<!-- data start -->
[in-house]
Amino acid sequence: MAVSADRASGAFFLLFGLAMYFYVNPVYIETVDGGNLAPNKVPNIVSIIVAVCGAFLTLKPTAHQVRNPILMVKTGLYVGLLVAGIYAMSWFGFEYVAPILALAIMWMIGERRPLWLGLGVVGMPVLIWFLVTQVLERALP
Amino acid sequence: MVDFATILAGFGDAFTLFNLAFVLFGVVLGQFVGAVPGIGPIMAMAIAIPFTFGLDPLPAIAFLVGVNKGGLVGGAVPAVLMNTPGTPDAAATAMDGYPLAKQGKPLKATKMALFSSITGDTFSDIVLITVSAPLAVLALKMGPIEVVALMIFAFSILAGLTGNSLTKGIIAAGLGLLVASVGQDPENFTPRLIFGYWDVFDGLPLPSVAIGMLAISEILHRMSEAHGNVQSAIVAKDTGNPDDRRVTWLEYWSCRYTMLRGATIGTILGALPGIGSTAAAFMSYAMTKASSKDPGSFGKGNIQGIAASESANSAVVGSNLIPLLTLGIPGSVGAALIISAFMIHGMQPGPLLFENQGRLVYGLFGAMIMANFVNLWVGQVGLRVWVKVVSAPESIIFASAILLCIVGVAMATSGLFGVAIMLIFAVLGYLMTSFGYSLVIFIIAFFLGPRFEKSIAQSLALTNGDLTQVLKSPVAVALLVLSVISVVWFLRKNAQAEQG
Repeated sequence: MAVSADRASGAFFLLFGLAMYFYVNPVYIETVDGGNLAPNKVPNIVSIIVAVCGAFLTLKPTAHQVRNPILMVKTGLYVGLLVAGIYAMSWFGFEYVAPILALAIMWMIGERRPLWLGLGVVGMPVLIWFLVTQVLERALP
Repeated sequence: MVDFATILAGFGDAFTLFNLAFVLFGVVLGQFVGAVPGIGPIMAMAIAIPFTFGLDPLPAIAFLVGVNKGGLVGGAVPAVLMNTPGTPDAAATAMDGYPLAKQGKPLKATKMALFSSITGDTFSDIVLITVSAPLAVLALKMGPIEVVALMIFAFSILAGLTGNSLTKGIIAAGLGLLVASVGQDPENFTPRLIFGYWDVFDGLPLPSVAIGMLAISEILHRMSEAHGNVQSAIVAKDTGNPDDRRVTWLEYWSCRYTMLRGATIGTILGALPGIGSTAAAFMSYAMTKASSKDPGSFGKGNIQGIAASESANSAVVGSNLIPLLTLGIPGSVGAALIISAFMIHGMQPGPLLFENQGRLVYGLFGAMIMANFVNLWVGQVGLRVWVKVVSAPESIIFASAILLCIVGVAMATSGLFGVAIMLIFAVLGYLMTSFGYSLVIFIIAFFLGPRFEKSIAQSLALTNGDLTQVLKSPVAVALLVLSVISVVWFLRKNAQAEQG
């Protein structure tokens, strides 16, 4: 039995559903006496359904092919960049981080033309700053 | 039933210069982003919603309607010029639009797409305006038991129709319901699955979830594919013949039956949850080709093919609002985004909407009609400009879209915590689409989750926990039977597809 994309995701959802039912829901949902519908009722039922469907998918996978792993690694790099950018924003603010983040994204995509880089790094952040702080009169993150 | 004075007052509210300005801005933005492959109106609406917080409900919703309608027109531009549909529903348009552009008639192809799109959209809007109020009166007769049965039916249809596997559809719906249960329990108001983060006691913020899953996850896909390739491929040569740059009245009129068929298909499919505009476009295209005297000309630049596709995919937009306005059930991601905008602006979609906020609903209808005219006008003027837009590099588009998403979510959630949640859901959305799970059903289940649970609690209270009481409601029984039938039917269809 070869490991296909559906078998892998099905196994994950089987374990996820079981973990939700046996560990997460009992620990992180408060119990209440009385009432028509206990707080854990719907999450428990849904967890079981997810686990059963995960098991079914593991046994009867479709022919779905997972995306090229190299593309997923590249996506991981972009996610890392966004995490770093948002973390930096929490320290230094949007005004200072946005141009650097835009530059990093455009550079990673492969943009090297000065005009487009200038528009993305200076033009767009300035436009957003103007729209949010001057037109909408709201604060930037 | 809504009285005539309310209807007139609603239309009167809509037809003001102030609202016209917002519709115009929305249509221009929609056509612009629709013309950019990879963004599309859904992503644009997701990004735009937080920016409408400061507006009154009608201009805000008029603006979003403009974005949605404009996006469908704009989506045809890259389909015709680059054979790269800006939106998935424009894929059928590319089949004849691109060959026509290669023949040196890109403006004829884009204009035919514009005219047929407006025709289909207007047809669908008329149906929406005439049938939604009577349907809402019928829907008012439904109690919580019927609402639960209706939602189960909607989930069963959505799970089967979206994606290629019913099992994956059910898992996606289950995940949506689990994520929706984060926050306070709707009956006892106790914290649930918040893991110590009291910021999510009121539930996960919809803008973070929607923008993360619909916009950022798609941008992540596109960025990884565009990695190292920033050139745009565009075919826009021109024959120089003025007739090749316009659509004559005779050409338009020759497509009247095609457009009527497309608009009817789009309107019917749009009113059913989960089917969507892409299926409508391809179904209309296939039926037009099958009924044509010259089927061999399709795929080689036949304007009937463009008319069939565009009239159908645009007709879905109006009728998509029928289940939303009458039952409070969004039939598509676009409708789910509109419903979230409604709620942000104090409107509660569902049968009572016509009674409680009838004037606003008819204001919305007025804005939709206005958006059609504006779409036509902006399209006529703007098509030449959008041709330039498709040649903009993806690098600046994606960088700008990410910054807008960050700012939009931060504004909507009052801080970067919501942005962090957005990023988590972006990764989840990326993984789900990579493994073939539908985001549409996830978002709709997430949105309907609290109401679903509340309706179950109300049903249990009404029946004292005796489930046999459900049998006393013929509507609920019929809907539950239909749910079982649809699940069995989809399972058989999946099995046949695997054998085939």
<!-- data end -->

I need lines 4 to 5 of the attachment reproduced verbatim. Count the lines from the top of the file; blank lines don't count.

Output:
Repeated sequence: MAVSADRASGAFFLLFGLAMYFYVNPVYIETVDGGNLAPNKVPNIVSIIVAVCGAFLTLKPTAHQVRNPILMVKTGLYVGLLVAGIYAMSWFGFEYVAPILALAIMWMIGERRPLWLGLGVVGMPVLIWFLVTQVLERALP
Repeated sequence: MVDFATILAGFGDAFTLFNLAFVLFGVVLGQFVGAVPGIGPIMAMAIAIPFTFGLDPLPAIAFLVGVNKGGLVGGAVPAVLMNTPGTPDAAATAMDGYPLAKQGKPLKATKMALFSSITGDTFSDIVLITVSAPLAVLALKMGPIEVVALMIFAFSILAGLTGNSLTKGIIAAGLGLLVASVGQDPENFTPRLIFGYWDVFDGLPLPSVAIGMLAISEILHRMSEAHGNVQSAIVAKDTGNPDDRRVTWLEYWSCRYTMLRGATIGTILGALPGIGSTAAAFMSYAMTKASSKDPGSFGKGNIQGIAASESANSAVVGSNLIPLLTLGIPGSVGAALIISAFMIHGMQPGPLLFENQGRLVYGLFGAMIMANFVNLWVGQVGLRVWVKVVSAPESIIFASAILLCIVGVAMATSGLFGVAIMLIFAVLGYLMTSFGYSLVIFIIAFFLGPRFEKSIAQSLALTNGDLTQVLKSPVAVALLVLSVISVVWFLRKNAQAEQG